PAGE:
About Commercial Fishing in Trinidad & Tobago:
The fishing industry is largely artisanal, but the
fishing fleet also includes multigear longline vessels, as well as a small
number of semi-industrial and industrial shrimp trawlers. They target a variety
of species, including coastal pelagic and demersals as well as the large oceanic
pelagic fish species. There are approximately 1 536 registered vessels in the
fishing fleet. The estimated total fish landings in 1999 was 10 000 metric
tonnes. The industry provides direct employment for an estimated 13 000 persons,
and indirect employment for an additional 50 000 persons.
The artisanal fishers operate open fibreglass vessels ranging in lengths from 6
to 10 metres, and they principally target coastal species such as: wahoo,
kingfish, Spanish mackerel, flyingfish, and sharp-nose, hammerhead, black tip
and small tail sharks. The major fishing gear of the artisanal fishers is the
gillnet, followed by the handline and the trolling line. The semi-industrial and
industrial vessels range in lengths from 14 to 23 metres. They are equipped with
surface longlines from which 300 to 1 000 hooks target the oceanic pelagic
species such as: yellowfin tuna, bigeye tuna, swordfish, and dolphinfish, with
sharks, Spanish mackerel, and blackfin tuna being considered as bycatch.
Data from the fishing industry is collected randomly through a combination of
enumeration and sample surveys at selected artisanal landing sites; data for the
offshore fleet (industrial and semi-industrial) is collected from their export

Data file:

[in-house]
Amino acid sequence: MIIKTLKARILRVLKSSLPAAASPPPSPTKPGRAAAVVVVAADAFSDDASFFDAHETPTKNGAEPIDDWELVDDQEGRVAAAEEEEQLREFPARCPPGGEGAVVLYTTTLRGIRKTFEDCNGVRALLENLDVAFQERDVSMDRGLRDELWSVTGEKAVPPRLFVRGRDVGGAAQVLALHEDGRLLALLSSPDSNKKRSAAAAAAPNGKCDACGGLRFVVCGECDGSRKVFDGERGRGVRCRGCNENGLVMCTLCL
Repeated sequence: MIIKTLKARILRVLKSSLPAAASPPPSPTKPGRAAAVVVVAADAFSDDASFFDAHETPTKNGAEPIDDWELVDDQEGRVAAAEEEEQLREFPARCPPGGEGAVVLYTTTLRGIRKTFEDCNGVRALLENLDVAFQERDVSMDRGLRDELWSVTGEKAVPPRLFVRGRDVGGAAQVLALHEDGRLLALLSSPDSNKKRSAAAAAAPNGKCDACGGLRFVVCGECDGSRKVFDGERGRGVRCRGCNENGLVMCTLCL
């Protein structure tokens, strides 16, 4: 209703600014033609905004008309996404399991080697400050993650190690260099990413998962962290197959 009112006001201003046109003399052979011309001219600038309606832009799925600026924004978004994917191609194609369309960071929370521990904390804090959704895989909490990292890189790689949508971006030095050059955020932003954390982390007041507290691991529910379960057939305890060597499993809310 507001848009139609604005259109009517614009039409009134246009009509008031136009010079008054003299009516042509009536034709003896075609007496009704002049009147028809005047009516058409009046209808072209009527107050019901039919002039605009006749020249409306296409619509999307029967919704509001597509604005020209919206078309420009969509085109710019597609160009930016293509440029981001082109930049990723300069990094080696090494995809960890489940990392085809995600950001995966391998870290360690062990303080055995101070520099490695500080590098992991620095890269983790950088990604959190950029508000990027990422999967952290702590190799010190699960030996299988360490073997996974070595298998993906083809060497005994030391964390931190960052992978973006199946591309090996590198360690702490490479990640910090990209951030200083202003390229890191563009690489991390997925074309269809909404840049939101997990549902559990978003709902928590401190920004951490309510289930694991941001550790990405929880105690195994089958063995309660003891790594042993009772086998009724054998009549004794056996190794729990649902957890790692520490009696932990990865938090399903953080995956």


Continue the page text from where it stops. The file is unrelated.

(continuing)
and domestic sales records. Total landings are estimated using the results of
frequent censuses of active fishing vessels at both the enumerated and
nonenumerated landing sites.
Trinidad and Tobago established a Monitoring and Advisory Committee on Fisheries
to promote self-regulation and consensus with respect to management measures.
This mechanism has established strategies such as season and area restriction on
demersal shrimp, and mesh size increase for gillnets. Although there are no
specific local regulations on fishing for the large pelagic fish resources, the
government has ratified the ICCAT convention and plans to adopt it into local
Fishery and Aquaculture Country Profile for West Indies, Trinidad &
- aquatic species caught by country or area, by species items, by
FAO major fishing areas, and year, for all commercial, industrial,
recreational and subsistence purposes. The harvest from mariculture,
aquaculture and other kinds of fish farming is also included.
AQUASTAT is FAO's global information
system on water and agriculture developed by the Land and Water
Division. It collects, analyses and disseminates data and
information by country and by region. Its aim is to provide users
interested in global, regional and national analyses with
comprehensive information related to water resources and
agricultural water management across the world, with emphasis on
countries in Africa, Asia, Latin America and the Caribbean.
Information for Trinidad & Tobago - West Indies
Ocean Health Index Trinidad & Tobago - The Ocean Health Index is a valuable tool for the
ongoing assessment of ocean health. By providing a means to advance
comprehensive ocean policy and compare future progress, the Index
can inform decisions about how to use or protect marine ecosystems.
The Index is a collaborative effort, made possible through
contributions from more than 65 scientists/ocean experts and
partnerships between organizations including the National Center for
Ecological Analysis and Synthesis, Sea Around Us, Conservation
International, National Geographic, and the New England Aquarium.
Information for Trinidad & Tobago